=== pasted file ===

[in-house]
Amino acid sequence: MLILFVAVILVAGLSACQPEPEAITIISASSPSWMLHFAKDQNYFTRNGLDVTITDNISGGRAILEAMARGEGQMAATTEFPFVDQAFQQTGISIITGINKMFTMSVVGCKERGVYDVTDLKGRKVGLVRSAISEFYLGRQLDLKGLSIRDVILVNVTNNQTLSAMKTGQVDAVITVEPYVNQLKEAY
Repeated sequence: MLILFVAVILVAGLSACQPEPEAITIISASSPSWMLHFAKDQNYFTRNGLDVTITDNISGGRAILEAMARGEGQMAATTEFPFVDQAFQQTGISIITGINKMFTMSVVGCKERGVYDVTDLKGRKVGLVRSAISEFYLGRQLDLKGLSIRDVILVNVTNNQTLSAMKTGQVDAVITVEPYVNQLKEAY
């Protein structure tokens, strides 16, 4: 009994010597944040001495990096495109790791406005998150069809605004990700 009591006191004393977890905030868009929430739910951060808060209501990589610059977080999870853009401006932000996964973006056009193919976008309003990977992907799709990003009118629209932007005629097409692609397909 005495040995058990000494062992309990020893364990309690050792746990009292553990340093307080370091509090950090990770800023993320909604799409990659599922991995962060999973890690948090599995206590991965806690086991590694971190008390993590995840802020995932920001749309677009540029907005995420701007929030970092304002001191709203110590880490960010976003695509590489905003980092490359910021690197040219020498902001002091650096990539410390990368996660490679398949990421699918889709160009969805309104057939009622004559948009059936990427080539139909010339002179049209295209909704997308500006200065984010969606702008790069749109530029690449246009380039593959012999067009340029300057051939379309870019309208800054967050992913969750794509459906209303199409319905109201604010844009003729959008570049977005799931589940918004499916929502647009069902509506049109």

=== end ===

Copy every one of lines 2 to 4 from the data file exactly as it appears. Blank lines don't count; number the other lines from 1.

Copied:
Amino acid sequence: MLILFVAVILVAGLSACQPEPEAITIISASSPSWMLHFAKDQNYFTRNGLDVTITDNISGGRAILEAMARGEGQMAATTEFPFVDQAFQQTGISIITGINKMFTMSVVGCKERGVYDVTDLKGRKVGLVRSAISEFYLGRQLDLKGLSIRDVILVNVTNNQTLSAMKTGQVDAVITVEPYVNQLKEAY
Repeated sequence: MLILFVAVILVAGLSACQPEPEAITIISASSPSWMLHFAKDQNYFTRNGLDVTITDNISGGRAILEAMARGEGQMAATTEFPFVDQAFQQTGISIITGINKMFTMSVVGCKERGVYDVTDLKGRKVGLVRSAISEFYLGRQLDLKGLSIRDVILVNVTNNQTLSAMKTGQVDAVITVEPYVNQLKEAY
């Protein structure tokens, strides 16, 4: 009994010597944040001495990096495109790791406005998150069809605004990700 009591006191004393977890905030868009929430739910951060808060209501990589610059977080999870853009401006932000996964973006056009193919976008309003990977992907799709990003009118629209932007005629097409692609397909 005495040995058990000494062992309990020893364990309690050792746990009292553990340093307080370091509090950090990770800023993320909604799409990659599922991995962060999973890690948090599995206590991965806690086991590694971190008390993590995840802020995932920001749309677009540029907005995420701007929030970092304002001191709203110590880490960010976003695509590489905003980092490359910021690197040219020498902001002091650096990539410390990368996660490679398949990421699918889709160009969805309104057939009622004559948009059936990427080539139909010339002179049209295209909704997308500006200065984010969606702008790069749109530029690449246009380039593959012999067009340029300057051939379309870019309208800054967050992913969750794509459906209303199409319905109201604010844009003729959008570049977005799931589940918004499916929502647009069902509506049109």